In Mark chapter 9, the words "Where their worm dieth not, and the fire is not quenched." are again missing.
In Matt. 5:22, the words "without cause" are missing in both the codex Vaticanus and Sinaiticus.
Matt. 21:7 in our modern Bibles reads "And [the disciples] brought the ass, and the colt, and put on them their clothes, and they set [Jesus] thereon." In the original manuscripts, this verse read "and they set [Jesus] upon them," However, the picture of Jesus being placed upon two animals at the same time and being asked to ride them at once was objectionable to some, so this verse was changed to "and they set [Jesus] upon him" (which "him"?). Soon after, the English translation completely avoided this problem by translating it as "thereon."
In Mark 6:11, our modern Bibles contain the words "Verily I say unto you, It shall be more tolerable for Sodom and Gomorrha in the day of judgment, than for that city." However, these words are not to be found in either of these two most ancient of Christian Biblical manuscripts, having been introduced into the text centuries later.
The words of Matthew 6:13 "For thine is the kingdom, and the power, and the glory, for ever." Are not to be found in these two most ancient manuscripts as well as many others. The parallel passages in Luke are also defective.
Matthew 27:35 in our modern Bibles contains the words "that it might be fulfilled which was spoken by the prophet, They parted my garments among them, and upon my vesture did they cast lots." This passage, once again, is not found according to Rev. Merrill in any Biblical uncial manuscript dating before the ninth century.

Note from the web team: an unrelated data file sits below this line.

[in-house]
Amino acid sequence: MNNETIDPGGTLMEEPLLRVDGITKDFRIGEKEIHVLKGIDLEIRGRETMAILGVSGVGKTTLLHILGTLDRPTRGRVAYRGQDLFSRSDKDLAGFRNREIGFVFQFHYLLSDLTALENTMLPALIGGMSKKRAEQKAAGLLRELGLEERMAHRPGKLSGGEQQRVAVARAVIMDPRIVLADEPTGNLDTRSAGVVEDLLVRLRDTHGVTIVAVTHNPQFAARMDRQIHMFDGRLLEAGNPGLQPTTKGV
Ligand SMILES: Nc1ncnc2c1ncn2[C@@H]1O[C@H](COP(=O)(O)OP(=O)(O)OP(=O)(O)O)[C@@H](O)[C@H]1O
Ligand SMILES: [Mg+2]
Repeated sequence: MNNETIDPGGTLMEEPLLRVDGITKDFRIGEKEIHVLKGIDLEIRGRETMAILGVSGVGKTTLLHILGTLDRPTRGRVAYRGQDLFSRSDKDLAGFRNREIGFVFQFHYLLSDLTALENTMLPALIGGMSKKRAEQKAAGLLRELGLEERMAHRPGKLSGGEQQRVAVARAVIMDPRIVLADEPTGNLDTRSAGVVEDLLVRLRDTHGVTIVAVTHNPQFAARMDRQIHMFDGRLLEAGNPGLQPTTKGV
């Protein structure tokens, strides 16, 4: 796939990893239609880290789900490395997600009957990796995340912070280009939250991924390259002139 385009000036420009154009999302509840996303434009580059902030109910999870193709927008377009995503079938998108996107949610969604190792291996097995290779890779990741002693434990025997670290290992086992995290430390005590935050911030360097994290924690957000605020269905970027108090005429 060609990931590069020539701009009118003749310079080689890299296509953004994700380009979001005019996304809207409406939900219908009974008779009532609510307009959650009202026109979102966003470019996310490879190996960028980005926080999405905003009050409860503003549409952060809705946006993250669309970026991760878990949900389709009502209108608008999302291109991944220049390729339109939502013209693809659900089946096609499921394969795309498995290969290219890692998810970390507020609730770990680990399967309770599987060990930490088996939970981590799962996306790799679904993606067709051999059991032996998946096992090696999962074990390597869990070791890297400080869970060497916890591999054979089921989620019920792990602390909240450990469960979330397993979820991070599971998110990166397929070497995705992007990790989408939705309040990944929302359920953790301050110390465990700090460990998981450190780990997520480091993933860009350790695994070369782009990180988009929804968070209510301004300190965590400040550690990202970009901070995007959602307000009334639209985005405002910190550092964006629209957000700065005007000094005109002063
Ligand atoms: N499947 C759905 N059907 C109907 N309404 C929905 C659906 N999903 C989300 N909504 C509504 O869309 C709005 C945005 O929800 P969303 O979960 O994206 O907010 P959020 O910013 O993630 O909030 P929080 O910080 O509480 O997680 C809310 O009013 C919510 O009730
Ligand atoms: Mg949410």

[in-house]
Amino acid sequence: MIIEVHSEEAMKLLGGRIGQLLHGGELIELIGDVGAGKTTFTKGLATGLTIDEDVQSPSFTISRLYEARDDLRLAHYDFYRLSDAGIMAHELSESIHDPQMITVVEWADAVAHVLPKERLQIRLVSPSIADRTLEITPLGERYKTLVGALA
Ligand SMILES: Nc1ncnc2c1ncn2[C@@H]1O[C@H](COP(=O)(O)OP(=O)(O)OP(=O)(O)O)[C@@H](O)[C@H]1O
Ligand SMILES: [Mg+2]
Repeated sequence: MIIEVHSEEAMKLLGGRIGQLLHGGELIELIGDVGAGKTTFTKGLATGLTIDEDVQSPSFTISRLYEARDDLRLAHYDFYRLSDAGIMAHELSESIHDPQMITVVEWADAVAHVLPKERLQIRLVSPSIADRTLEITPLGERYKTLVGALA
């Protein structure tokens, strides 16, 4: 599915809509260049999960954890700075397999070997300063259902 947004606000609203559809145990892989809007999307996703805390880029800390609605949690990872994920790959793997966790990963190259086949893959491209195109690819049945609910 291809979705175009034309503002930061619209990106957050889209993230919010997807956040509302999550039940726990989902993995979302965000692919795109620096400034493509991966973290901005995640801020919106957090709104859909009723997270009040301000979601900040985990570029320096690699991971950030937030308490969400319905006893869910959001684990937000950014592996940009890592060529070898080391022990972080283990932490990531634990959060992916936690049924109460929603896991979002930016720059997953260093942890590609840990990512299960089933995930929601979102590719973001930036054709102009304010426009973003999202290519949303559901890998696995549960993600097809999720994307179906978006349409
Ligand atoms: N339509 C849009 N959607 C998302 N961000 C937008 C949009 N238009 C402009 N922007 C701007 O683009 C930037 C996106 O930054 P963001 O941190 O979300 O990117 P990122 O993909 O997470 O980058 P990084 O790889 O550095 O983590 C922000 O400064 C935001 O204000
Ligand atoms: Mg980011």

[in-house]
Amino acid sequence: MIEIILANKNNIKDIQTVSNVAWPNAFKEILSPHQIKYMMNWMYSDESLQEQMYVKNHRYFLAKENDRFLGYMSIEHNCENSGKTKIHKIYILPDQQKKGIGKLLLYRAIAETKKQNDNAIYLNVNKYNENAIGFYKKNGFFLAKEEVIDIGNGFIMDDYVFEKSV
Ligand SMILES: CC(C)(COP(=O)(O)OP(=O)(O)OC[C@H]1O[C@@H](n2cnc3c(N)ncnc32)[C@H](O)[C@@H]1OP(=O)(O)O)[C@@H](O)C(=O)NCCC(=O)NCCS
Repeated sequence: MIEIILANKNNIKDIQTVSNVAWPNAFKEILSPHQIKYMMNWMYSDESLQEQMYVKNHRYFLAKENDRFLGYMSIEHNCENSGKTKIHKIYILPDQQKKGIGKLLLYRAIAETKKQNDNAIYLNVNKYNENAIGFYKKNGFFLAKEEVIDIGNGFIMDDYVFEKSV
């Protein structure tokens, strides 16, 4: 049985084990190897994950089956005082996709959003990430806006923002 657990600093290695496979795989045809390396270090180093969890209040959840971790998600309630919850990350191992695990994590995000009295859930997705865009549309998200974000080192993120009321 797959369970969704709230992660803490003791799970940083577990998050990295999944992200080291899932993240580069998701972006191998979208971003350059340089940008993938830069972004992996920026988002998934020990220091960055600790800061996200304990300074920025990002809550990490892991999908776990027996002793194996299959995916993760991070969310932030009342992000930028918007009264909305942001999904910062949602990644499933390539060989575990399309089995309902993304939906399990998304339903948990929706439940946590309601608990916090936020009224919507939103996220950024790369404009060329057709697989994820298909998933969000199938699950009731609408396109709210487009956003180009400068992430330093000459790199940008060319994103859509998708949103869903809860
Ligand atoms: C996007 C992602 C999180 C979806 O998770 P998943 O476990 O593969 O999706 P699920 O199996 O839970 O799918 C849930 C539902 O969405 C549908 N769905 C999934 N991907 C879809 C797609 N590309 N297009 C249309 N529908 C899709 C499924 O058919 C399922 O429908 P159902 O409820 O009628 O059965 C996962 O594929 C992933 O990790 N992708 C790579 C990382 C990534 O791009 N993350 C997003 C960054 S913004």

1 Timothy 3:16 originally read "And without controversy great is the mystery of godliness: which was manifest in the flesh.." This was then later (as seen previously), ever so subtly changed to "And without controversy great is the mystery of godliness: God was manifest in the flesh ." Thus, the doctrine of the "incarnation" was born.
In all, Tischendorf uncovered over 14,800 "corrections" to the manuscript by nine (some say ten) separate "correctors," which had been applied to this one manuscript over a period from 400AD to about 1200AD (see Fig. 1). Tischendorf strove in his dealings with his holy texts themselves to be as honest and sincere as humanly possible. For this reason he could not understand how the scribes could have so continuously and so callously
"allow themselves to bring in here and there changes, which were not simple verbal ones, but materially affected the meaning" or why they "did not shrink from cutting out a passage or inserting one."
Fig. 1 14,800 "corrections" to only one Biblical manuscript
Irrespective of all of this continuous and unrelenting tampering, due to it's antiquity and completeness the Codex Sinaiticus is one of the most revered and highly respected copies of the Bible available today. However, in spite of this, we find that such ancient manuscripts of the Bible as this do not only differ with the text of our modern Bibles in many hundreds and thousands of words, phrases and even whole paragraphs, rather they even contain in them whole Gospels which were in the first four centuries considered authentic and "inspired" such as the "Letter of Barnabas" and the "Shepherd of Hermas" which are both found in the Codex Sinaiticus. When our modern editors set about their task of harmonizing the text of our modern Bibles with the continually expanding list of more and more ancient manuscripts of the Bible, they do so with the fundamental goal of doing whatever it takes to stay as close to the text of our modern Bibles as humanly possible so as not to fall pray to the ill will of the orthodox who have grown accustomed to the modern "orthodox" reading which it has taken them centuries to achieve. This means that these editors will even go so far as to include in the text of our modern Bibles verses which can not be found in the most ancient manuscripts simply by obtaining the missing text from the most ancient manuscript which does contain it. The other "extra" Gospels are also conveniently discarded since they are obviously "not canonical" and not accepted by the orthodox Church in modern times nor their recent predecessors.